Ken Connor
Contrary to popular reports by Democrats and members of the chattering class, the Republican Party is not dead—not yet.

In the aftermath of the 2008 elections, however, the GOP is hemorrhaging badly.  It is dazed and confused.  It is moribund, but it is not dead yet.  Whether the Party of Lincoln will recover remains to be seen.  Its prognosis is, at best, guarded.

Having had their heads handed to them in the last election, and finding it difficult to take on a popular president, Republicans are casting about trying to find a new direction.  But news of their demise is premature.  Pundits would do well to recall that in aftermath of the 2004 elections Karl Rove was predicting a Republican hegemony that would last for 50 years.  What goes around comes around.

Forks in the road

Do Republicans need to reinvent themselves?  Some say yes.  Many are calling for a "rebranding" of the Republican Party, as if the party's woes can be relieved by a new marketing strategy.  Others—including former Florida Governor Jeb Bush—say the GOP needs to get over its Reagan "nostalgia," implying that the achievements of the Reagan years are "so yesterday."  John McCain stresses the need for "inclusiveness," while others advocate evicting groups deemed unpopular in the Obama Era from the Big Tent—namely, social and religious conservatives.  If the party pursues these courses of action, it is doomed to extinction.

The root of the problem

The Republican Party doesn't need a makeover.  Its problem is not that the principles for which it has historically stood are out of vogue.  The problem is that its leaders did not live or govern by these principles.  The party of fiscal conservatism became a profligate.  Under George W. Bush, Republicans ratcheted spending to new highs, rewarding favored special interests with unprecedented giveaways of taxpayer money.  The party of traditional values abandoned those values, embraced graft and greed (a la Jack Abramoff, et al.), and tried to conceal the peccadilloes of its in-house pedophile, Mark Foley.  The party of limited government embraced "big government conservatism" (an oxymoron that only morons could conceive of).  Voters reacted with revulsion.  Americans hate hypocrisy, and they threw the hypocrites out.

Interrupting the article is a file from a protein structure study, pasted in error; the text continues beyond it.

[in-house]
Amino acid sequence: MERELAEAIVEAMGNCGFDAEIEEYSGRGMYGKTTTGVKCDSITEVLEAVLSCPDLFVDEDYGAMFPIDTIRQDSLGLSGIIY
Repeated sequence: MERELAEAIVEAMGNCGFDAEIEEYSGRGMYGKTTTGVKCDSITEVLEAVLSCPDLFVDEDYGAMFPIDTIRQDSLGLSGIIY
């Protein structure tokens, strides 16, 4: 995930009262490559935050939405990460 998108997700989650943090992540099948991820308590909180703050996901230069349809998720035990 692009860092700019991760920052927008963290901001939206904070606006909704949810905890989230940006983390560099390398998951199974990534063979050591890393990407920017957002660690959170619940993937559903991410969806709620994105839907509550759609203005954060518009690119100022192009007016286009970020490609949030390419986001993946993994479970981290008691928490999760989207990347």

To those urging a new course, one would do well to ask just which parts of the Reagan legacy should Republicans now eschew?  Less government?  Lower taxes?  Renewed prosperity?  The collapse of Communism?  Those achievements were the product of principle; they were not the fruit of pragmatism.  They resulted in unprecedented popularity for the man that lived by them, and for his party as well.

As for McCain's "inclusiveness," that's code for "Don't stick your neck out on the tough issues.  Don't grasp the nettle.  Don't cast a vision for what is right.  Create confusion about where you really stand on difficult issues.  That way, maybe you won't alienate voter groups whose positions differs from your own and maybe, just maybe, you can cobble enough votes together to win."  Look what that approach got Republicans in the last election.